Kings Peak is Utah's highest elevation at 13,538 feet above sea level, but at Beaver Dam Wash 288 air miles away the elevation dips more than two miles below Kings and is almost 600 feet lower than the city of St. George, located some 23 miles to the northeast.
The majority of sources out there Internet and books have Utah's lowest elevation all wrong. Utah's lowest point isn't 2,350 feet above sea level, as is commonly listed by Utah tourist sources. Nor is it an even 2,000 feet, as some other sources list.
Utah's lowest elevation here is "probably" 2,178 feet above sea level.
(In contrast, St. George has an average elevation of 2,800 feet and Salt Lake City's Temple Square is 4,327 feet above sea level.)
That's according to Mark Milligan, a geologist with the Utah Geological Survey, who found that quadrangle maps show the lowest spot is found in an area bounded by 2,160-foot and 2,180-foot contour lines.
"The border is much closer to the 2,180 contour and thus agrees with an elevation of 2,178 feet," he wrote in an e-mail to the Deseret Morning News.
He found that even though the USGS Geographic Names Information also lists Utah's lowest elevation at 2,178 feet, in the same entry it uses the even 2,000-foot number as the state's least elevation, too.
Milligan believes 2,178 is as close an estimate to the low elevation as is possible. Since the Beaver Dam Wash is an area prone to flooding, its elevation can change.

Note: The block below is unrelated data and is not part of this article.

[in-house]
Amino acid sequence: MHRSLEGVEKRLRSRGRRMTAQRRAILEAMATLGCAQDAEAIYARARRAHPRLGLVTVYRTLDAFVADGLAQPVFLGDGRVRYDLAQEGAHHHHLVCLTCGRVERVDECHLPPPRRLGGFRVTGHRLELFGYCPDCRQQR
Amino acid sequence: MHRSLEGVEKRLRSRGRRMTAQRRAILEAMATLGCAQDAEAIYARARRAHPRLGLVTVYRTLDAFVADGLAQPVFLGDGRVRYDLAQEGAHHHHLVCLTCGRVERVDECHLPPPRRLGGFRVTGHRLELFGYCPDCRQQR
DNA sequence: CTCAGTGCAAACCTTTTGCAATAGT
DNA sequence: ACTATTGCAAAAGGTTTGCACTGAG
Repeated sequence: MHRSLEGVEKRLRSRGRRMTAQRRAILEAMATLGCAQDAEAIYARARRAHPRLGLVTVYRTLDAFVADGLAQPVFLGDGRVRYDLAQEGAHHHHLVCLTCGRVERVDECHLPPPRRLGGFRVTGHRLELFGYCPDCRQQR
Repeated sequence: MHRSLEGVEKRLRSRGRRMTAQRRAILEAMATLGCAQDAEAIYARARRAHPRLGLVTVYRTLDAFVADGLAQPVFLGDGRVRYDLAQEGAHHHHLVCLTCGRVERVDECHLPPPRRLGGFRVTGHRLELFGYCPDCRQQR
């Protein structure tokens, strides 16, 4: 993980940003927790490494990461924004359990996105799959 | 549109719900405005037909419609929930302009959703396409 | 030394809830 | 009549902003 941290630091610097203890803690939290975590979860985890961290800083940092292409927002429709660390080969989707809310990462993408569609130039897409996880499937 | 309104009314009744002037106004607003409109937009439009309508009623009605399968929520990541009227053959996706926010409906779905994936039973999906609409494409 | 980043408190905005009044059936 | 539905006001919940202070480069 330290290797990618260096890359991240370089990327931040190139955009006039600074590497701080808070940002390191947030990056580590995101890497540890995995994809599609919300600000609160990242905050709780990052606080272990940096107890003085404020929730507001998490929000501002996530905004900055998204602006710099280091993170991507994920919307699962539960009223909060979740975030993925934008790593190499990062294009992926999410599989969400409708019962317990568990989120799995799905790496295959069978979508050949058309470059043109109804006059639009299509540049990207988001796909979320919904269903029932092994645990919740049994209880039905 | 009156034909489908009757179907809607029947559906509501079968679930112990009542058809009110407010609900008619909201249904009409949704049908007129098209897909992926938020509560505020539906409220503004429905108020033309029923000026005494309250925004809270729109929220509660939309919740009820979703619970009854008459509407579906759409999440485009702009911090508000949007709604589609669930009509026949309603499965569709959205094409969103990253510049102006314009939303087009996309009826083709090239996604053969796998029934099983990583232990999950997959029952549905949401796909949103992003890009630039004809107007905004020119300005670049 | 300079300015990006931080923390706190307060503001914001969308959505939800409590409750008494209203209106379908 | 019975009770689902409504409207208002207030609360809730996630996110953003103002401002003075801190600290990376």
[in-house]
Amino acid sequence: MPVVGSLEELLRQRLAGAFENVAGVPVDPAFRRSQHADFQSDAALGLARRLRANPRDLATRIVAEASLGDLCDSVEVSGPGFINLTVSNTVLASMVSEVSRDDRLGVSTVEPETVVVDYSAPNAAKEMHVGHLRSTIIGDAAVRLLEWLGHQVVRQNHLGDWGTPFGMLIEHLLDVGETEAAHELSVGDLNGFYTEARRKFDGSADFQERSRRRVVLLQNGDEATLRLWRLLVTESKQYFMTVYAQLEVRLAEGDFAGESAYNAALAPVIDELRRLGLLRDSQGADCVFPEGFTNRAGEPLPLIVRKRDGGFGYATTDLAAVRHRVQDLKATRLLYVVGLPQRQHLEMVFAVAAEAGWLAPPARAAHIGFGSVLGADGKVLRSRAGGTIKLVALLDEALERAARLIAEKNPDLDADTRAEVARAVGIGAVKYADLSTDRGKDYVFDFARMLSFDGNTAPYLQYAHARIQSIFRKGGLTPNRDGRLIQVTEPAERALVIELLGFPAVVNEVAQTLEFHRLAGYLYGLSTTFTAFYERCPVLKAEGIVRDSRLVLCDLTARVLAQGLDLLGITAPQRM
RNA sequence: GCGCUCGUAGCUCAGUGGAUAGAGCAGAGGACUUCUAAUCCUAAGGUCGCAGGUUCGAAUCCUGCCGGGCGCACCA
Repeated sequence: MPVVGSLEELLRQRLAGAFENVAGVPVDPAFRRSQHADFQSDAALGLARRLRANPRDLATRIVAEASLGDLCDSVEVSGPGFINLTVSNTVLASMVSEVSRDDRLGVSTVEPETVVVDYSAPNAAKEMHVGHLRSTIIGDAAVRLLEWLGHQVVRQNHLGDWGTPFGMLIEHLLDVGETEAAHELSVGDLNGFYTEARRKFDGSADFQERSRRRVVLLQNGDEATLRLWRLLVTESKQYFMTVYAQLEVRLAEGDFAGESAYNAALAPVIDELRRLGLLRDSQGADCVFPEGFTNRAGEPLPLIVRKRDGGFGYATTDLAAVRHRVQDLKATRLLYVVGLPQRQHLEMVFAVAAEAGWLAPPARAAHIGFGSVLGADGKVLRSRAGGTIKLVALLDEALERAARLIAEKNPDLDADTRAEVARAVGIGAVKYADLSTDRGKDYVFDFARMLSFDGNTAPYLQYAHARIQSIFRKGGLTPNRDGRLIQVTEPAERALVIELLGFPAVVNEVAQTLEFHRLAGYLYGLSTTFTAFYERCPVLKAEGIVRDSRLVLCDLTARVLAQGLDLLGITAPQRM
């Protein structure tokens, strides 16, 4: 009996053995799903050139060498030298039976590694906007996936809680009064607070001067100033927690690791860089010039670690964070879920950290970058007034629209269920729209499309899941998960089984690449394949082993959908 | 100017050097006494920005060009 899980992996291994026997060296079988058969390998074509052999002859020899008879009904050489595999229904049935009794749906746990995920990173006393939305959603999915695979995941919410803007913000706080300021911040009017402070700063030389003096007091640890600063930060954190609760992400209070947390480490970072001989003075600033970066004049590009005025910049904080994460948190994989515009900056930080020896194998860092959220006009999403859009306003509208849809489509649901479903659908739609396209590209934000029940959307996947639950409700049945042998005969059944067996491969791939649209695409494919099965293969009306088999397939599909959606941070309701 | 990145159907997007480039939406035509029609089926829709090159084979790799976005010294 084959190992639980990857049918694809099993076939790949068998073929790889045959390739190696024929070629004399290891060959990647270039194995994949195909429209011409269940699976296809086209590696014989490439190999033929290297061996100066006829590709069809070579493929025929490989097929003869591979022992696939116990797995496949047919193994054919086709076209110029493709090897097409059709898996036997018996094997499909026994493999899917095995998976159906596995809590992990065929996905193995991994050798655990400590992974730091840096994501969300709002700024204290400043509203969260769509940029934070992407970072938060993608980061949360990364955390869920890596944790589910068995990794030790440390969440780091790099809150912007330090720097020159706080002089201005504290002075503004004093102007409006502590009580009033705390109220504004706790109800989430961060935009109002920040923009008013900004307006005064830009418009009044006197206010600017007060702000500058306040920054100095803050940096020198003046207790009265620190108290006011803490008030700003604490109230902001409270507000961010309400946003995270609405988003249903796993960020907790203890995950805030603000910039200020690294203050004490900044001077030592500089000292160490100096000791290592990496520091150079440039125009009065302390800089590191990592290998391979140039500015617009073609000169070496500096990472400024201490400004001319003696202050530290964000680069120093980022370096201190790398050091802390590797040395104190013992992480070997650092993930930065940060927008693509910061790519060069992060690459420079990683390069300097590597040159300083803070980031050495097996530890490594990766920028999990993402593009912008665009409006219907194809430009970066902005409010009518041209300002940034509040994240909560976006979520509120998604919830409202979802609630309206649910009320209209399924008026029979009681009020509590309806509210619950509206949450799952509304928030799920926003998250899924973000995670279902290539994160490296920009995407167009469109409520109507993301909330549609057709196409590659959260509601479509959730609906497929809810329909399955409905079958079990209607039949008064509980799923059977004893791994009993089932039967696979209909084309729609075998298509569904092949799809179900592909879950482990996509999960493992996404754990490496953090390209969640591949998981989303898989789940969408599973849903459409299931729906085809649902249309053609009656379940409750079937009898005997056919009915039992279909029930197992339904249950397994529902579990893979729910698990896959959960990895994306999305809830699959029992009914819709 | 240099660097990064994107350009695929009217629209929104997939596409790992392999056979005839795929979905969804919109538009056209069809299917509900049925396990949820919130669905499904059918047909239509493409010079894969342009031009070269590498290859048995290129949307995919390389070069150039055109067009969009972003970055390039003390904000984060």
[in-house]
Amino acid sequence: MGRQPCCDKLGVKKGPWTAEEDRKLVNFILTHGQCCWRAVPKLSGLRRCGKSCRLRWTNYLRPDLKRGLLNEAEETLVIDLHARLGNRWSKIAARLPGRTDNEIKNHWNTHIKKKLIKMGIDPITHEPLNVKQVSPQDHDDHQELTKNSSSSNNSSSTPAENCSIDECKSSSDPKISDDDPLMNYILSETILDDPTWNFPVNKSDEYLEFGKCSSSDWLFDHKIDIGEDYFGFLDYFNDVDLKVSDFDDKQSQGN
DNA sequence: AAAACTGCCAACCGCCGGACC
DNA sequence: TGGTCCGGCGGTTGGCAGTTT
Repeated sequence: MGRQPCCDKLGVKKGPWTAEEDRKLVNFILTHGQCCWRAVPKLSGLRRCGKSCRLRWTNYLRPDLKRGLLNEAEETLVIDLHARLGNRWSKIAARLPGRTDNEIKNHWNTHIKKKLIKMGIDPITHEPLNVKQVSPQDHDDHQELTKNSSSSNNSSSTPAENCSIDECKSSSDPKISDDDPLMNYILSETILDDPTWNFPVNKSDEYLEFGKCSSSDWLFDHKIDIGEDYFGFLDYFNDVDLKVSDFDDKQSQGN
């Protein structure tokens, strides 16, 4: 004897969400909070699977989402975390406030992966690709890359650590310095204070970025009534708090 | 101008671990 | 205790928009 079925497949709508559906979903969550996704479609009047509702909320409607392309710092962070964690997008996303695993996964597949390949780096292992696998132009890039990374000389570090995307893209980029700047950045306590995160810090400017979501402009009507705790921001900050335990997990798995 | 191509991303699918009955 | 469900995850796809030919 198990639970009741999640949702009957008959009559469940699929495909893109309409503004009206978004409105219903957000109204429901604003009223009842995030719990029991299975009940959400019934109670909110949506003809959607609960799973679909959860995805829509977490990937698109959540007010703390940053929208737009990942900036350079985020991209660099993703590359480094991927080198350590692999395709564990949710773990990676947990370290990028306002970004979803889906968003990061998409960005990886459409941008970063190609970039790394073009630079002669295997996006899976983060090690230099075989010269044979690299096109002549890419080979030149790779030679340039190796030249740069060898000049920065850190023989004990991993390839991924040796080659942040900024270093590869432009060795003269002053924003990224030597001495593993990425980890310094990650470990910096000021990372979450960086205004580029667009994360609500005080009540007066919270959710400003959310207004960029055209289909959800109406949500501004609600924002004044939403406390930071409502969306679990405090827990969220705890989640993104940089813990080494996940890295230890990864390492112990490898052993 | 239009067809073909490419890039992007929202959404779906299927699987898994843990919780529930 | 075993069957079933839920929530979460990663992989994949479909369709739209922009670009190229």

"Of course, it is possible erosion may have recently lowered this portion of the wash," Milligan reported in his e-mail. "The precipitation that caused the 2005 flooding in St. George presumably caused flooding in the Beaver Dam Wash.
"I have not been there recently enough to remember what the bottom of the wash looks like in that area. So I would not even dare an educated guess as to whether to expect much erosion there from such floods."
Elaine York, West Desert regional director for the Utah Field Office of the Nature Conservancy, said the 2005 flooding did damage the Lytle Ranch facilities in the Beaver Dam Wash, about six miles north. (The ranch is now owned and operated by Brigham Young University.)
She suspects the lowest elevation could have dipped slightly from erosion last year.
"Beaver Dam Wash is a Mojave Desert eco-region," she said.